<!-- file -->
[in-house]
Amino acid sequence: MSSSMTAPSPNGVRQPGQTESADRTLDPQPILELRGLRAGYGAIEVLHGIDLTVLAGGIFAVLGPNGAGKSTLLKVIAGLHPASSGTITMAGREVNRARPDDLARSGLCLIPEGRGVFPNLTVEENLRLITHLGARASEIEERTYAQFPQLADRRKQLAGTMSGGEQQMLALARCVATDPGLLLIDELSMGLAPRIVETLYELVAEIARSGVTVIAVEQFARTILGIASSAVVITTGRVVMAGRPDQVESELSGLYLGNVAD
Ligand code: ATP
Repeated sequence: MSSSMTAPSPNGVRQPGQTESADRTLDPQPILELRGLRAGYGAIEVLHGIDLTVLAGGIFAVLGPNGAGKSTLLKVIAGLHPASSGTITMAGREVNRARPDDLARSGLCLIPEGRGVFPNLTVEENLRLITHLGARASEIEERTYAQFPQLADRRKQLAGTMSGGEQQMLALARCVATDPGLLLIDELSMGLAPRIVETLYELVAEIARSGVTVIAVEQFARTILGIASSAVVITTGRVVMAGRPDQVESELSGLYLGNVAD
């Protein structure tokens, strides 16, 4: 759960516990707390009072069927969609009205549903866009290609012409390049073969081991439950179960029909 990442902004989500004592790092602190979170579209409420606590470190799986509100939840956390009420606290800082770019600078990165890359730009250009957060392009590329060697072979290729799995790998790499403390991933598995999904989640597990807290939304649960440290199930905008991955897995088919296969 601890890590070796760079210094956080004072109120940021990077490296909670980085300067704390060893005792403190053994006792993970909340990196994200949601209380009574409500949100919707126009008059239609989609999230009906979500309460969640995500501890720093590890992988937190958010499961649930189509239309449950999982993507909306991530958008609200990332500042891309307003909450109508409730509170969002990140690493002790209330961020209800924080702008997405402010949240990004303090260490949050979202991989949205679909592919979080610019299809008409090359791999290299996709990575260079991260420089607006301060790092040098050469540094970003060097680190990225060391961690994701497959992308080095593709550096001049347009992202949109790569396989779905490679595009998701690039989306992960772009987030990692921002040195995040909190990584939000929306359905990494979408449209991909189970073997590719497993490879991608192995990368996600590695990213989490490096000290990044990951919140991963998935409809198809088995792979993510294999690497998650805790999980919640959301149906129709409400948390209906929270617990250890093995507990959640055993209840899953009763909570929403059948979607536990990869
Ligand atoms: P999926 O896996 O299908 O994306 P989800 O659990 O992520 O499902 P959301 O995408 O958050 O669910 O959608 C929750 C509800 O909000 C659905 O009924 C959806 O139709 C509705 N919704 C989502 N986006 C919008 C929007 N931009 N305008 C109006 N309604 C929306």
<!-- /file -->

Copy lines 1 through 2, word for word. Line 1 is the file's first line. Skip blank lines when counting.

[in-house]
Amino acid sequence: MSSSMTAPSPNGVRQPGQTESADRTLDPQPILELRGLRAGYGAIEVLHGIDLTVLAGGIFAVLGPNGAGKSTLLKVIAGLHPASSGTITMAGREVNRARPDDLARSGLCLIPEGRGVFPNLTVEENLRLITHLGARASEIEERTYAQFPQLADRRKQLAGTMSGGEQQMLALARCVATDPGLLLIDELSMGLAPRIVETLYELVAEIARSGVTVIAVEQFARTILGIASSAVVITTGRVVMAGRPDQVESELSGLYLGNVAD